The stress got to him. Two months ago, the 40-year-old sales director woke up, walked the dog and then shot himself through the heart with a double-barrelled hunting rifle. His wife found his the body on the floor of their flat.
These are traumatic times for the Gorky Automobile Works, famous across Russia as purveyor of Chaika limousines to the Kremlin, Volga sedans to an army of more modest bureaucrats and armoured vehicles to the military.
Built in 1932 with blueprints from Henry Ford and trumpeted as a triumph of socialism by Joseph Stalin and Leonid Brezhnev, GAZ now finds itself convulsed by a grab-all- you-can brawl befitting the most rapacious robber baron.
The plant director, Boris Vidyaev, is fighting to keep his job and stay out of jail. The regional governor, Boris Nemtsov, is after him. Tax police are on the prowl. Workers are restless. Billions of roubles are missing. Ministers in Moscow are pulling their hair out.
GAZ stands accused of a spectacular scam: an elaborate shell game with state cash that allowed it to defer paying taxes, syphon off money earmarked for investment and gobble up company shares in a rigged privatisation.
'I'm sitting on a powder keg. It could blow up at any moment,' says Mr Nemtsov, reformist governor of Nizhny Novgorod province, formerly Gorky, and sworn enemy of GAZ's management. 'This is the most difficult problem I want to solve. They are a mafia, an honest-to-goodness Russian mafia.'
When the marketing executive committed suicide in January 45,000 trucks stood unsold in the snow. GAZ had a mountain of debt. Its two main customers - state farms and the military - were broke. Old bills were unpaid, new orders scrapped. The plant had somehow managed to pay salaries of 107,000 workers and could boast one modest success: production lines shut down for days instead of months as in much of Russian industry.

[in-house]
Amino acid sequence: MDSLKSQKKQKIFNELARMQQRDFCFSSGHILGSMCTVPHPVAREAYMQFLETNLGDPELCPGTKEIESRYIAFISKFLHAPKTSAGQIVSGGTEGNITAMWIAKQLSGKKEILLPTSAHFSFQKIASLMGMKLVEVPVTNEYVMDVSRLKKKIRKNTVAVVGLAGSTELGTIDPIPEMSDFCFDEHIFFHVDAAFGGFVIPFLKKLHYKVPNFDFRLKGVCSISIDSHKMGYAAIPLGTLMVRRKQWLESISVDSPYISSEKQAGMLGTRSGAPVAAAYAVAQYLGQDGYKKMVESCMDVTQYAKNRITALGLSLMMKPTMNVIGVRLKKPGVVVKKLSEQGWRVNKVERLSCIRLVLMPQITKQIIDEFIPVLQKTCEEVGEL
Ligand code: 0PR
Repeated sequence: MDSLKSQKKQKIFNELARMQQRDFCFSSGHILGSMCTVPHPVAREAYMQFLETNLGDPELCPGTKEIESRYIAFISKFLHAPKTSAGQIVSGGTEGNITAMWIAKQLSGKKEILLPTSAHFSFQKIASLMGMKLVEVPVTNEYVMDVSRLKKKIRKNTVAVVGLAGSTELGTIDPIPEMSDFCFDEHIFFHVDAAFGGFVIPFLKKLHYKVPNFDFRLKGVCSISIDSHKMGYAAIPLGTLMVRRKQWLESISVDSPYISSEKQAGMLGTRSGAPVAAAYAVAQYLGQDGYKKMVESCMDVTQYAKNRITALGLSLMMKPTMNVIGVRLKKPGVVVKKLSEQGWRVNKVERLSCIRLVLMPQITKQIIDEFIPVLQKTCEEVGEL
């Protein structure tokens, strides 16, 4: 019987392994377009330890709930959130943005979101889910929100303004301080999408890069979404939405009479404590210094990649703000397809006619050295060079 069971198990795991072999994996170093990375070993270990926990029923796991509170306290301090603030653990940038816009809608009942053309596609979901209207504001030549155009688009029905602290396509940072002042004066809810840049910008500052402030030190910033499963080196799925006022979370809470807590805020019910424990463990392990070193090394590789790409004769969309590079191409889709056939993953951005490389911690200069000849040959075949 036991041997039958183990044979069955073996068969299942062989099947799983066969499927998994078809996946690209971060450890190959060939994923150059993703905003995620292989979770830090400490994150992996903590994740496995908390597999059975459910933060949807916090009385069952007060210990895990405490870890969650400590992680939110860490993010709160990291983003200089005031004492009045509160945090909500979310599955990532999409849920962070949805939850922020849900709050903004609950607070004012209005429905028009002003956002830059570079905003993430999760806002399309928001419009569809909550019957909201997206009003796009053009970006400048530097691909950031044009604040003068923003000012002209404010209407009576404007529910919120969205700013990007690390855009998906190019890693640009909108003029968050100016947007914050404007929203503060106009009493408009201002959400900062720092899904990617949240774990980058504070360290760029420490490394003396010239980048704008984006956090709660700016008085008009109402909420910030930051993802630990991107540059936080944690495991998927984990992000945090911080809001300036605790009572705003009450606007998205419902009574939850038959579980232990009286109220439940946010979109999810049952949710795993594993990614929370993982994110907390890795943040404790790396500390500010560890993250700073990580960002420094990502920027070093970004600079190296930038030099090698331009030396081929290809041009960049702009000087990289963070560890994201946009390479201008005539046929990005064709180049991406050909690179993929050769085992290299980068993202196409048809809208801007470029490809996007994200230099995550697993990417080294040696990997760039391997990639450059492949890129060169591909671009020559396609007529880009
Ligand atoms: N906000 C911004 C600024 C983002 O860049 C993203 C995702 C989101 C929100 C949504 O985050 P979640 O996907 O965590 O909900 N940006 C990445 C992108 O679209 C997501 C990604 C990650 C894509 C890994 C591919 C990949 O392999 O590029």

This bleak outlook has only intensified the struggle for control. Managers and workers were terrified that privatisation could cost them their jobs. They banded together to block outsiders.
At stake are 350,000 people. Also on the line are 10,000 cows, a Black Sea sanatorium in Sochi, 120 kindergartens, a 1,100-bed hospital, a fish farm and vast stocks of sausages - all the extras that make GAZ not so much a business as a small state.
Like other wheezing industrial plants sold off in Russia, the Gorky Automobile Works has done all it can to defend its territory from interlopers. 'Most enterprises use similar methods,' argues Yevgenny Tsiberev, GAZ deputy director. A government commission, though, ruled last month that GAZ had strayed far beyond the law. It accused the plant of using dollars 30m ( pounds 20m) intended for investment to buy 1.8 million privatisation vouchers, the government-issued chits that are used as currency in Russia's chaotic sell- off of public assets.
Through 15 proxies, GAZ secured half of the shares up for sale on the market, giving management a 30 per cent stake instead of the usual five. A further 25 per cent never went on the market but straight to workers, an option sanctioned under rules widely criticised for making too many concessions to the status quo.
GAZ alleges a personal vendetta by Mr Nemtsov, who has presidential ambitions and has staked his reputation on being able to impose his own man as boss at the plant. He wants the job for Nikolai Pugin, a GAZ veteran who left the company to become the Soviet Union's last car industry minister. He is hardly a model reformer.
Whatever Mr Nemtsov's grudges, a vital issue is at stake: can privatisation change who runs Russian industry and how? More than 8,000 medium and large-scale enterprises have been sold off in Russia since December 1992. A further 4,000 will go private by summer. On paper, the change of ownership is as sweeping - and far more rapid - than anything brought about by the Bolsheviks after 1917. But in most cases little has really changed. Nearly all newly- privatised factories, including other car makers such as ZIL, remain firmly in the same hands - and run in much the same way - as before.
'Why should outsiders be allowed to tear us apart?' asks Alexander Suslov, GAZ's head of economic planning. 'We want the work collective to have a controlling stake.' So do trade union officials, now in tight alliance with management. 'We can't just give away capital gathered over 60 years,' says one union boss, Yuri Kulyonin. 'Why are we washing our dirty linen in public? Families should try to resolve their quarrels at home.'
Mr Nemtsov disagrees: 'Instability in this factory means instability for the whole region. If this were just a pantyhose plant I wouldn't mind. They must change.'Reuse content